OK I’m A Dollar Bull Now…

Just seeing one chart has changed my bias on the dollar totally by allowing a confirmation of a few fundamental concepts.

I have to really thank CNBC’s Todd Gordon for this one.

I read his article and noticed that he is using a different USD gauge.

I generally look at the dollar index as a function of equal weights.

However, just by looking at a more-applicable-to-reality trade weighted dollar, it has generated new thoughts and perspective on my macroeconomic view, as well as currency risk view.

Take a look at the TW dollar…

We have indeed breached a 30 year trendline and have found some support here at just below 85.00.

I’m not saying that we are going to rally off from here into 110, since I think we are still due a dip down to 75, but my very long term view is now bullish.

This is supported by various different other background events.

Let’s look at the 10 year yield.

This is following the same path as the trade weighted dollar (naturally).

With the Fed unwinding, I think that a situation such as in 1994 will occur again.

Bonds sold off in 1994 and yields rallied by 46%.

If yields move to where I think they will, that would be a 75% move from current price.

Why are yields moving up? The Fed is shedding assets from their balance sheet after having undergone the fantastically functional QE programme of the last 9 years (sarcasm).

See below. I have added 3M USD LIBOR onto here as well.

fredgraph (1)

You can see that when the Fed underwent their QE programme, USD 3M LIBOR fell a huge amount. This meant that USD was very liquid and interbank borrowing costs were low. Basically, everything was nice and liquid.

Since the Fed has started hiking in late 2016, 3M USD LIBOR started pushing up. Markets knew that this was in preparation for the Fed to start their great unwind. You can see this in the gradual decay in assets owned by the Fed (blue line) since 2016, with a slight acceleration in late 2017 when they announced fully that they will be shedding their ‘assets’.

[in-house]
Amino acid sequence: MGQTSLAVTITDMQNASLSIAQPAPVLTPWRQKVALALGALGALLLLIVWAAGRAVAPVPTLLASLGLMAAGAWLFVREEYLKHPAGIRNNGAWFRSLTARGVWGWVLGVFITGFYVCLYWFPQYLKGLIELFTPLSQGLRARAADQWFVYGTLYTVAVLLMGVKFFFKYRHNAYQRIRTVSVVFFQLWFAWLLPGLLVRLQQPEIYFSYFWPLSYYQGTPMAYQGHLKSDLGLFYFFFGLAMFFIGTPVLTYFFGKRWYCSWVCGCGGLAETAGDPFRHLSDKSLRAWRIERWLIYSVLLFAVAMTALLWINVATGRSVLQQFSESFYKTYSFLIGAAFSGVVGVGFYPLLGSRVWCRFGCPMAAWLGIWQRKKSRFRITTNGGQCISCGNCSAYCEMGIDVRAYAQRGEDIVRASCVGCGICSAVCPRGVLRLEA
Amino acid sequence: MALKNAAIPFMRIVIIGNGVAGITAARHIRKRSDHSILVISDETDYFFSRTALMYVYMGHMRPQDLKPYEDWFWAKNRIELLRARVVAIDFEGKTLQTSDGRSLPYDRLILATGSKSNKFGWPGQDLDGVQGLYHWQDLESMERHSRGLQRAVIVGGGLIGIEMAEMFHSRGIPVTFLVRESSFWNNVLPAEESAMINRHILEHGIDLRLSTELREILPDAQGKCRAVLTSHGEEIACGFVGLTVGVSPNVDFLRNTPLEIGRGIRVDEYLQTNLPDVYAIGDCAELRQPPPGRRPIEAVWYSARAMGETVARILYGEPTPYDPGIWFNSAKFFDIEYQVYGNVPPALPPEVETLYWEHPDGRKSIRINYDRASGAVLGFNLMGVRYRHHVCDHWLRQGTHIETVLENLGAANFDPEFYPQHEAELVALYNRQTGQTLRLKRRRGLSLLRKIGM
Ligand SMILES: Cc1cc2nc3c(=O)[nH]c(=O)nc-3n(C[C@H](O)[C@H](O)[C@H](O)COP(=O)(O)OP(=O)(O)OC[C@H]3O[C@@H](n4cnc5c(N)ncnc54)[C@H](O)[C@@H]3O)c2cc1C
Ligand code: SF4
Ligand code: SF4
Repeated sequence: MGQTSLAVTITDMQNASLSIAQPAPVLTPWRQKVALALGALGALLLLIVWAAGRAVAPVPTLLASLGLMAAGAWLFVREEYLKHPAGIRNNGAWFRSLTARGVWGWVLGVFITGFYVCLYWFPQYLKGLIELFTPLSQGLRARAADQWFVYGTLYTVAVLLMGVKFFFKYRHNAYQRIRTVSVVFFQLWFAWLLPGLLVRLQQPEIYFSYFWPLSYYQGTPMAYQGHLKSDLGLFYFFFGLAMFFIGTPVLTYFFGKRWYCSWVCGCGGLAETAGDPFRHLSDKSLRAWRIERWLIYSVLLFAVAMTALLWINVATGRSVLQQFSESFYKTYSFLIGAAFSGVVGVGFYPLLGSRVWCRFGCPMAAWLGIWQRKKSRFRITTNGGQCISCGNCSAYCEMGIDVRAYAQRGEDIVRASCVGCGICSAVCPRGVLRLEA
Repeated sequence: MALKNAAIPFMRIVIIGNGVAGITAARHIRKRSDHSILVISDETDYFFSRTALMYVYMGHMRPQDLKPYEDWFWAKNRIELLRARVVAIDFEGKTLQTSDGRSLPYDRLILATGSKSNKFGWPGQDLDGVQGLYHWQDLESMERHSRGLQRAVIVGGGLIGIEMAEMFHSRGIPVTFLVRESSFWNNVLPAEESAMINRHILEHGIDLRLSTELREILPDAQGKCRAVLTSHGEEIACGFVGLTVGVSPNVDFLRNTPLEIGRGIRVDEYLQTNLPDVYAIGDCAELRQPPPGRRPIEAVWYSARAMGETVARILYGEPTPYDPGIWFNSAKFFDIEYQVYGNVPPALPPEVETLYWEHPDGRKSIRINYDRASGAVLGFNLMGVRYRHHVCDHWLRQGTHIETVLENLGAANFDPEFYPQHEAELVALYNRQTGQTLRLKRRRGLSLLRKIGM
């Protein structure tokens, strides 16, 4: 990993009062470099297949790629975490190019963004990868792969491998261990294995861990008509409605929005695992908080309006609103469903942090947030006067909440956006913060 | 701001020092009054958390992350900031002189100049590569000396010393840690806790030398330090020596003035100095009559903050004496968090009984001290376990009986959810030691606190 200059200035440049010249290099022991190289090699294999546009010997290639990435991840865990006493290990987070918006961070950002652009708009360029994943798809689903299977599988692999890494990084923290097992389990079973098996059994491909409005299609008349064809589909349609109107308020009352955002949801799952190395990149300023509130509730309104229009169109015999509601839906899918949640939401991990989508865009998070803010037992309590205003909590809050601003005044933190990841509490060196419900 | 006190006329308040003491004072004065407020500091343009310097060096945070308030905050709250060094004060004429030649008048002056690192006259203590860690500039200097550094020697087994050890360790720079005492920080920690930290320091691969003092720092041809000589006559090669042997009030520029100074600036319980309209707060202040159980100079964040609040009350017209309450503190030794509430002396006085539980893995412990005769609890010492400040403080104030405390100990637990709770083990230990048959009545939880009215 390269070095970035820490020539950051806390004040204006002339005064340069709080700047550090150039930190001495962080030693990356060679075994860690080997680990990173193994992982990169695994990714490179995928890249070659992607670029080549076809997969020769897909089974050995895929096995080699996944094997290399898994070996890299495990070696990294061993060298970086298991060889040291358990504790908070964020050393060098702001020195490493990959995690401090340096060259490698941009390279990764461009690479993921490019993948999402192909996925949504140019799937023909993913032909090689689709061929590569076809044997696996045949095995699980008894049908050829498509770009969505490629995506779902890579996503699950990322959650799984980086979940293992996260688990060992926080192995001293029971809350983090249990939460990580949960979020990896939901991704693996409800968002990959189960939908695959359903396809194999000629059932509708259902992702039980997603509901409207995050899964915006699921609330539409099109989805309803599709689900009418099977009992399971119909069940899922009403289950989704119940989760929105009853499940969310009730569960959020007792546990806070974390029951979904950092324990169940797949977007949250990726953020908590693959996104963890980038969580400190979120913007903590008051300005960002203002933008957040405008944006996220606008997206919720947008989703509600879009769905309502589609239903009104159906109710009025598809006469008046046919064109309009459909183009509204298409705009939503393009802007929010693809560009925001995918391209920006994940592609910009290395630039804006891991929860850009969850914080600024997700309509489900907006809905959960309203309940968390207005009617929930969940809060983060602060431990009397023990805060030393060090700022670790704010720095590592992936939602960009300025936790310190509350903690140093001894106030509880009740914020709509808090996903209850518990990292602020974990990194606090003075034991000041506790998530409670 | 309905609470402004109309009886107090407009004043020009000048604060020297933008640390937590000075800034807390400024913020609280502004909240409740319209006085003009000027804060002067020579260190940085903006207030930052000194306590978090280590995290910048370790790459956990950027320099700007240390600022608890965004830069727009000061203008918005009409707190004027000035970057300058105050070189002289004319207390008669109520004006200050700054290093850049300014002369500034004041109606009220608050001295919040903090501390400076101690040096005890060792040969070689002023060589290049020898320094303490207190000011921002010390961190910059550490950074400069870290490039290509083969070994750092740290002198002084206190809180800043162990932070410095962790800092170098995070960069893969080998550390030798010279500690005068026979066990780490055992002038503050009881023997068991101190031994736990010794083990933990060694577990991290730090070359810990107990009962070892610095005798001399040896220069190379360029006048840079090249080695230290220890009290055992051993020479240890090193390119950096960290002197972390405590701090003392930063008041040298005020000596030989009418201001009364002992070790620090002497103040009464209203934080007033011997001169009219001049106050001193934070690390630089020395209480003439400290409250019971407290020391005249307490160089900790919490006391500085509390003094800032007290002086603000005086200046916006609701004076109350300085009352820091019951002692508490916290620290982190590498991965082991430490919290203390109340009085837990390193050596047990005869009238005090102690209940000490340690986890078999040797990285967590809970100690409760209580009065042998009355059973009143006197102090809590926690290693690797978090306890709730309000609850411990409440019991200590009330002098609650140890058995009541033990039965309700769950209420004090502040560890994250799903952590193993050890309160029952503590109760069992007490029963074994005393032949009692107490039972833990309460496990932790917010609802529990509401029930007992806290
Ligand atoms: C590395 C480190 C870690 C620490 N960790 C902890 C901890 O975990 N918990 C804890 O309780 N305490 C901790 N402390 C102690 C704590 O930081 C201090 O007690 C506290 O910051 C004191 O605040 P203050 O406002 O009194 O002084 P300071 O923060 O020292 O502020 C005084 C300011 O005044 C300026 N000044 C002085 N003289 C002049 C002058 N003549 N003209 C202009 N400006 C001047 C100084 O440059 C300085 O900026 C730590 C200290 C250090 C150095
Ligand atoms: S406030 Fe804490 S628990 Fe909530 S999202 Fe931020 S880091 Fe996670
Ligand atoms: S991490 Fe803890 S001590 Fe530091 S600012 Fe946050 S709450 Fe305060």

But what does this mean for the dollar?

Well, a rising LIBOR should indicate dollar demand/supply constriction.

Take a look at this chart.

3M USD LIBOR is lagging spot USD by a large amount.

If we go back to our yield and dollar index charts, we can see that a broad upside move is not that crazy an idea if it holds that we are going to face a dollar funding problem. This dollar funding issue also leads to another problem and that is to do with liquidity.

We’ve already seen some flutters in the TEDRate, an indicator of liquidity risk.

When the Fed announced their unwinding, we saw a gradual rise in the Ted Rate which led to the highest level since 2009. Essentially, this priced in that liquidity risk was higher than the European debt crisis in 2012.

This indicator shows the credit worthiness of our biggest banks – LIBOR is the price that they lend to each other on the interbank market. A spike in the TEDRate means there is more ‘risk’ on the interbank loans market. That is not good.

The Bank Index has probably reflected this occurrence.

The drop off in price from the run up to the 2008 high could have some meaning in this case, especially since before the 2008 crisis we faced USD funding cost issues as well.

USD 3M LIBOR moved up pretty rapidly pre crisis then… it’s exhibiting the same characteristics now.

fredgraph (2)

Essentially, I feel the dollar is currently heavily under priced if we follow the underlying money market fundamentals. I think that there is some downside left and the current move is a short squeeze, but there will be a more broad based dollar upside move in the next year to 18 months, and much of it will be driven by dollar funding issues.

 

 

 

 

 

 

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Absolute rubbish…

 

Sometimes you just have to accept that you are going to be really silly and maybe just not follow your plan.

Yesterday that was me, and I ended up down 3% on account.

The first thing that went wrong was that I actively wanted to do business on ECB day.

I never do that, and the select few times that I have, I’ve been spanked, with one exception.

The second issue I ran into was buying the Euro thinking it would shift to the upside quickly due to there being a build up of stops. See here:

Price did run them, but I should have used this as a sign that the move would be fuelled to the downside, the reason being is evidenced here:

Trying to buy the Euro at an area of key support with a volatile ECB presser, with market flow being to the downside are you, David?